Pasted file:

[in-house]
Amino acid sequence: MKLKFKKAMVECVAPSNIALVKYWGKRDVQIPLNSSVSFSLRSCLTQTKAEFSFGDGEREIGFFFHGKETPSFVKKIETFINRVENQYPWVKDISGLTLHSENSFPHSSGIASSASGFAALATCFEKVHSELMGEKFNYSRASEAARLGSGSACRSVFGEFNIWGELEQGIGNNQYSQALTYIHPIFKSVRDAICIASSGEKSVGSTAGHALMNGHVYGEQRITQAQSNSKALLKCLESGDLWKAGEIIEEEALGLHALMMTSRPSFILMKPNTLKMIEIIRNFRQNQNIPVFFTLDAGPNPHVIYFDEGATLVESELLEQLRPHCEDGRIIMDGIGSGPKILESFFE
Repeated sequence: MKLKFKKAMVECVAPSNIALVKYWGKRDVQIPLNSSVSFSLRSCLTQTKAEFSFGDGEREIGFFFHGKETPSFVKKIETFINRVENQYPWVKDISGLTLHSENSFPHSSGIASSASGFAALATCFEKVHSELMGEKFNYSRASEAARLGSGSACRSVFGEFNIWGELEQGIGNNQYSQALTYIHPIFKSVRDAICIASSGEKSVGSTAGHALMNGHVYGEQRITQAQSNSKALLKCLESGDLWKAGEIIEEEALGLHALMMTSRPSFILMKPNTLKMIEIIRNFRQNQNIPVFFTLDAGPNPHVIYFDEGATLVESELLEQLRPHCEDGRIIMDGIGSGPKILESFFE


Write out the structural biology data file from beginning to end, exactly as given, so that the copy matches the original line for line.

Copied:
[in-house]
Amino acid sequence: MKLKFKKAMVECVAPSNIALVKYWGKRDVQIPLNSSVSFSLRSCLTQTKAEFSFGDGEREIGFFFHGKETPSFVKKIETFINRVENQYPWVKDISGLTLHSENSFPHSSGIASSASGFAALATCFEKVHSELMGEKFNYSRASEAARLGSGSACRSVFGEFNIWGELEQGIGNNQYSQALTYIHPIFKSVRDAICIASSGEKSVGSTAGHALMNGHVYGEQRITQAQSNSKALLKCLESGDLWKAGEIIEEEALGLHALMMTSRPSFILMKPNTLKMIEIIRNFRQNQNIPVFFTLDAGPNPHVIYFDEGATLVESELLEQLRPHCEDGRIIMDGIGSGPKILESFFE
Repeated sequence: MKLKFKKAMVECVAPSNIALVKYWGKRDVQIPLNSSVSFSLRSCLTQTKAEFSFGDGEREIGFFFHGKETPSFVKKIETFINRVENQYPWVKDISGLTLHSENSFPHSSGIASSASGFAALATCFEKVHSELMGEKFNYSRASEAARLGSGSACRSVFGEFNIWGELEQGIGNNQYSQALTYIHPIFKSVRDAICIASSGEKSVGSTAGHALMNGHVYGEQRITQAQSNSKALLKCLESGDLWKAGEIIEEEALGLHALMMTSRPSFILMKPNTLKMIEIIRNFRQNQNIPVFFTLDAGPNPHVIYFDEGATLVESELLEQLRPHCEDGRIIMDGIGSGPKILESFFE